, ,

In my annual look back on the playoffs, I’ve added things, gradually making it a fairly comprehensive cover of what goes on in the playoffs historically which points (as much as these things ever do) to what you might expect to see this time around. As a result of doing it annually, I’ve got a fairly decent database of playoff games logged, including what these meant at each time; the ‘what to expect in the second leg’ is generally more potent than the first, then. That said, there’s a first time for everything. This post, then, the first in a series of (potentially) 9, is about the first leg of the fourth tier playoffs – the games that pit 4th to 7th in League Two against one another.

The first thing is ‘Who’s going to win the first leg?’

Well, this is an interesting one – here’s a league table of first legs and it doesn’t read how you might expect. The fourth ranked team (York, in this season’s case) have exactly the same WDL record as the third, only the game between 4 and 1 is tighter than that between 2 and 3.


The only reason I can think for that is fear. The home team knows they can’t afford to lose, so look to keep it tight. In doing so, they take a little away from their attacking prowess. This isn’t just a one-off, either – the difference between the 4v1 and 3v2 match ups is 17 goals (69 v 52), so its been going on for a while.

In truth, neither game produces a lot of goals, as evidenced by the graph of goals scored in the first legs – very heavily bunched around one and two goals.


That said, there’s outliers to every statistic, so here’s a table of highest and lowest goal tallies in each; the team that qualified is highlighted in red in a way that almost specifically gives lie to the phrase ‘you can’t win it in the first leg, but you can lose it’, by proving you can win it in the first leg if you’re at home if you score loads of goals, while you can just as easily lose it by drawing 0-0.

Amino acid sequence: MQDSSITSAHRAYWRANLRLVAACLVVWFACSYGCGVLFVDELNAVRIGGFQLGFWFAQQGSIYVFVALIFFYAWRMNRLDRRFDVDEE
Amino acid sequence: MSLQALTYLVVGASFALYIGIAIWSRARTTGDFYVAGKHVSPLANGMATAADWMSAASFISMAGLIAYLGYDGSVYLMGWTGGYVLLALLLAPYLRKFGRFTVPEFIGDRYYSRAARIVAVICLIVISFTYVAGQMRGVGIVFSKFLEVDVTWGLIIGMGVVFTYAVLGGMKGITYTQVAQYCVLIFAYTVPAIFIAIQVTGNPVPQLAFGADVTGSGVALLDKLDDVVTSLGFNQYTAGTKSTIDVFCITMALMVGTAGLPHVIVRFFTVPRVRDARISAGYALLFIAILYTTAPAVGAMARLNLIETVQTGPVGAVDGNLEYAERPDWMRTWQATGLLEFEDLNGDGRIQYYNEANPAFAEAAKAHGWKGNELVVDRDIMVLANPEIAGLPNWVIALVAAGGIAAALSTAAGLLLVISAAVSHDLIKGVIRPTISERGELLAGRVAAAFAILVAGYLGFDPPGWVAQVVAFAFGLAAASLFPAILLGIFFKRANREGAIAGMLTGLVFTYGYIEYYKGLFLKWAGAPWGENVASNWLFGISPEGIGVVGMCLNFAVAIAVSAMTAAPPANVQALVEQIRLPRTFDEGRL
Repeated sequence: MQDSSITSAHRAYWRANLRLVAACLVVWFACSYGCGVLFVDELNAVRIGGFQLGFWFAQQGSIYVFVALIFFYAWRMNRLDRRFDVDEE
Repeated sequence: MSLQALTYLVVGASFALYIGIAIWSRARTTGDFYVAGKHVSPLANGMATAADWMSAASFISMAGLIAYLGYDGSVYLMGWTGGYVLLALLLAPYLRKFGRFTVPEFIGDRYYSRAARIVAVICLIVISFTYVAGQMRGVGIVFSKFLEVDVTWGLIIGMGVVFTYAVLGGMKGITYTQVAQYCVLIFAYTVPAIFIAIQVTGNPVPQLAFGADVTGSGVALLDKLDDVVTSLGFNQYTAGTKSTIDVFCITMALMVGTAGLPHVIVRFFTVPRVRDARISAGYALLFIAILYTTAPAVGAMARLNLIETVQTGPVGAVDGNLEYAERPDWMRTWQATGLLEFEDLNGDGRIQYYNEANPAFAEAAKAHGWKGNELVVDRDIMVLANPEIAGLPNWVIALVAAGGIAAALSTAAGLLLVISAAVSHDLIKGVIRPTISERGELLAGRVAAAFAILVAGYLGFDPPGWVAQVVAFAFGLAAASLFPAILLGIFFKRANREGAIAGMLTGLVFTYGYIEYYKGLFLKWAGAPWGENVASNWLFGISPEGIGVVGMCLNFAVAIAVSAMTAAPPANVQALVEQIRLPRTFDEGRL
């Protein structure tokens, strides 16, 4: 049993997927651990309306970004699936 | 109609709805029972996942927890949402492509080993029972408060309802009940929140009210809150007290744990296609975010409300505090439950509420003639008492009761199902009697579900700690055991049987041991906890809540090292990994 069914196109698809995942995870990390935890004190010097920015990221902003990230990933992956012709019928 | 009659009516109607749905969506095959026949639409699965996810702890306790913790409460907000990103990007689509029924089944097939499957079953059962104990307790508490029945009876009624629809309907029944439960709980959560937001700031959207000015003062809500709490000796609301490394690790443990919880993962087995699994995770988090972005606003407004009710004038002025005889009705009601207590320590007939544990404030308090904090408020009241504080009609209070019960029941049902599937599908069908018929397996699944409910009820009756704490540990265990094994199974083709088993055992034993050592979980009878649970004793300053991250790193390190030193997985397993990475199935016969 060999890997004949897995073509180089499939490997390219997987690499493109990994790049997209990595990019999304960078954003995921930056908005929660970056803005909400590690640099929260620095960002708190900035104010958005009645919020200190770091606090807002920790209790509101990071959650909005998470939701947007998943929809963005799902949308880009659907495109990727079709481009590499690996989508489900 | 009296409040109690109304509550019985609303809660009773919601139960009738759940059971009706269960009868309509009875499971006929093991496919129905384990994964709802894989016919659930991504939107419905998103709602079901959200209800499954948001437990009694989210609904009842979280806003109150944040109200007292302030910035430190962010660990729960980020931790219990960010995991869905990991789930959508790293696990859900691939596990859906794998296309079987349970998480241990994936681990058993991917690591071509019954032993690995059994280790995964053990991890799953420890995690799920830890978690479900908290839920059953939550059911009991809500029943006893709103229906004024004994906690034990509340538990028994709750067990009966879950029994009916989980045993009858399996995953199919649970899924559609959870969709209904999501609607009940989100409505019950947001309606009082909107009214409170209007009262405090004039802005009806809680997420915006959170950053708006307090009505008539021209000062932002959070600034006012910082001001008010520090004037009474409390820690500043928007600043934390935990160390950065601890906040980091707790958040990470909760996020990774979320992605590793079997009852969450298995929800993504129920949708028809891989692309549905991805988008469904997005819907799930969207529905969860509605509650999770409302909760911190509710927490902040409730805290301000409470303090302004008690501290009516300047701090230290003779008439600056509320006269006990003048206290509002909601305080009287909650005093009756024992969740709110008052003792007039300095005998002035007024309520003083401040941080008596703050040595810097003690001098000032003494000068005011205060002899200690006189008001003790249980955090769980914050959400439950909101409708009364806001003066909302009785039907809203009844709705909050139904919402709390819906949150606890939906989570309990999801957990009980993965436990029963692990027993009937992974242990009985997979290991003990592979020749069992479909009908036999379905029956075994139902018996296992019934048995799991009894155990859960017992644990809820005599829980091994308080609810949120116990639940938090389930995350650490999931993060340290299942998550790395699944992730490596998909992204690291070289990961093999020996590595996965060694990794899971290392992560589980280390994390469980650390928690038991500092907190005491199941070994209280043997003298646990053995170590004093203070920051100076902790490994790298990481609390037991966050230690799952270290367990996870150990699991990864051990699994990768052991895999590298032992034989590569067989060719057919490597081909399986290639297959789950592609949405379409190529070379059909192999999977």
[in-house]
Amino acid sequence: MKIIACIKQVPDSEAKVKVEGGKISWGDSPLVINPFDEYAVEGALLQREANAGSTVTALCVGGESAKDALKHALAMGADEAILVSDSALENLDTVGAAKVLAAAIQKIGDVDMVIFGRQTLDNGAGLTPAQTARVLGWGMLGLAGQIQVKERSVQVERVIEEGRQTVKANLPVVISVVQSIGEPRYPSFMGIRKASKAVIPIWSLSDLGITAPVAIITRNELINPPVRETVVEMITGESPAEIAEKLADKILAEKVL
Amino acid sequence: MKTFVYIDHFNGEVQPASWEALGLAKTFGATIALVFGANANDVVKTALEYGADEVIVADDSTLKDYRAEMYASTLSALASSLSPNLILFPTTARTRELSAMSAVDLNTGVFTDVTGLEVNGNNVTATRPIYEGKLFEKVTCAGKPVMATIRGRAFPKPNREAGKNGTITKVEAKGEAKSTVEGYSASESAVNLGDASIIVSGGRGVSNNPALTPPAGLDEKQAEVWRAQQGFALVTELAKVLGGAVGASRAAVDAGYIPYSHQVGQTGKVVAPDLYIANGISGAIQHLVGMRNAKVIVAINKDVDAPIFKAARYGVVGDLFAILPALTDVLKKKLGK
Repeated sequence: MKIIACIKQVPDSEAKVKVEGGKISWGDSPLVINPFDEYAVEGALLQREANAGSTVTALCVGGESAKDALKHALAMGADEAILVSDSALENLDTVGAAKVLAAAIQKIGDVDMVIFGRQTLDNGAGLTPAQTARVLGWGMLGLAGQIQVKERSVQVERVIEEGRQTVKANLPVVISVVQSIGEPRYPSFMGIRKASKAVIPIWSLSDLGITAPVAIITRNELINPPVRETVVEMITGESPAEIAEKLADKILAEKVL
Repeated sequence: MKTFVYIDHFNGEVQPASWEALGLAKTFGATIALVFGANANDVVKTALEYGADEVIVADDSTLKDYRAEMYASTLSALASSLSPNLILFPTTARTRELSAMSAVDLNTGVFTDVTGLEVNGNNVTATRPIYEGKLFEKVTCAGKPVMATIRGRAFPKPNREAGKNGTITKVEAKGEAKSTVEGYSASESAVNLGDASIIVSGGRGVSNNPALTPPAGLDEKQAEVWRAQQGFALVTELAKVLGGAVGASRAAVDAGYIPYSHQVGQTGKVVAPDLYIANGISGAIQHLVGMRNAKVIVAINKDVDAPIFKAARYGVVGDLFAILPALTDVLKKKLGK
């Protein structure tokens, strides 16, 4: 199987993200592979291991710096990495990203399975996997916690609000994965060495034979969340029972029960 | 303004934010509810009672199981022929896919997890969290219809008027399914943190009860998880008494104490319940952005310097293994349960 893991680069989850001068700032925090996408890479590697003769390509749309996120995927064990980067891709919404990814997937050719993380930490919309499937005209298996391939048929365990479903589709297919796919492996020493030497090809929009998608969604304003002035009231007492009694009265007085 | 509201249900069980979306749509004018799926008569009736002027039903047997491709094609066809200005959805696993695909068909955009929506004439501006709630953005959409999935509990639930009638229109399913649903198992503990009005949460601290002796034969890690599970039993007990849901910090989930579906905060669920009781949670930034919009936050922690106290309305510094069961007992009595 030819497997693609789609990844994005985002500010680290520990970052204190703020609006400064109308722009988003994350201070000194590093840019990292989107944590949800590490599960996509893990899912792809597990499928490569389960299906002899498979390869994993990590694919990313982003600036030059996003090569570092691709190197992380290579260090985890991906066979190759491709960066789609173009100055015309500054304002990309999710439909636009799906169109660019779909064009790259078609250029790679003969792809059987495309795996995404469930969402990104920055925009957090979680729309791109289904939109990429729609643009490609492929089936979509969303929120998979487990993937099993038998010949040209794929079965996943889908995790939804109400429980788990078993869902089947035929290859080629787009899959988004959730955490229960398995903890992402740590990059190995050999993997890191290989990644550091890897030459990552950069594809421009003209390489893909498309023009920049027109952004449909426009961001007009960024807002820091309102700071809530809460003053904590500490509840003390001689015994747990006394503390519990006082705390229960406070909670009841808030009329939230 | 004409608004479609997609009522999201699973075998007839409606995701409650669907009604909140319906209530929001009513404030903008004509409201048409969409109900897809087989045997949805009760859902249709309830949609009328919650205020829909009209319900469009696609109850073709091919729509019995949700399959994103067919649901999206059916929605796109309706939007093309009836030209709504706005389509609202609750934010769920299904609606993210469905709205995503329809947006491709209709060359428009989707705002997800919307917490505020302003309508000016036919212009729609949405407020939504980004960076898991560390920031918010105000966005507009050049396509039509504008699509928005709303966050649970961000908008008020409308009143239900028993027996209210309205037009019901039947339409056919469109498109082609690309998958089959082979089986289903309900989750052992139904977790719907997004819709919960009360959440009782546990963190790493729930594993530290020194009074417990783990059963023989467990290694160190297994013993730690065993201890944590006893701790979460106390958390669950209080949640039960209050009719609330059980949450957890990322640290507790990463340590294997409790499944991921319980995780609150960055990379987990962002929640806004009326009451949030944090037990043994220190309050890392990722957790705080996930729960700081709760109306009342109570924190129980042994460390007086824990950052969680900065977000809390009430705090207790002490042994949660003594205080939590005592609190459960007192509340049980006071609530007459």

Two graphs to that end? It’s the qualifying figures (for both games) according to how many goals the home team first scored….


….and then conceded. Is it a surprise that the best thing you can do, as a first leg team, is win 1-0 or 2-0? It shouldn’t be, really.


I can add a little more here, given that we have some points differentials from the league season. The important thing here is that the league table doesn’t matter. Here’s a list of all the times teams have been ten or more points apart and met in the playoffs – a crap-shoot, either way. Interestingly, Fleetwood face York, who finished five points behind them – that’s a differential we’ve never seen in Tier 4 playoffs before. The two teams who finished level, Southend and Burton, are the seventh such pairing. History favours the away team 4-2 at this point – we’ve not had 72 points before, just 67, 70, 73, 75, 75 and 79.


So, what does this all suggest?

The game between Southend and Burton will produce more goals than that between York and Fleetwood.
If either game finishes 0-0, the away side have got a huge advantage Its easier to call the winner of the Fleetwood v. York tie than the other; and will be even moreso if York fail to win the first leg

Oh, and if you want a flag nailed to a mast, “Come on you Minstermen!”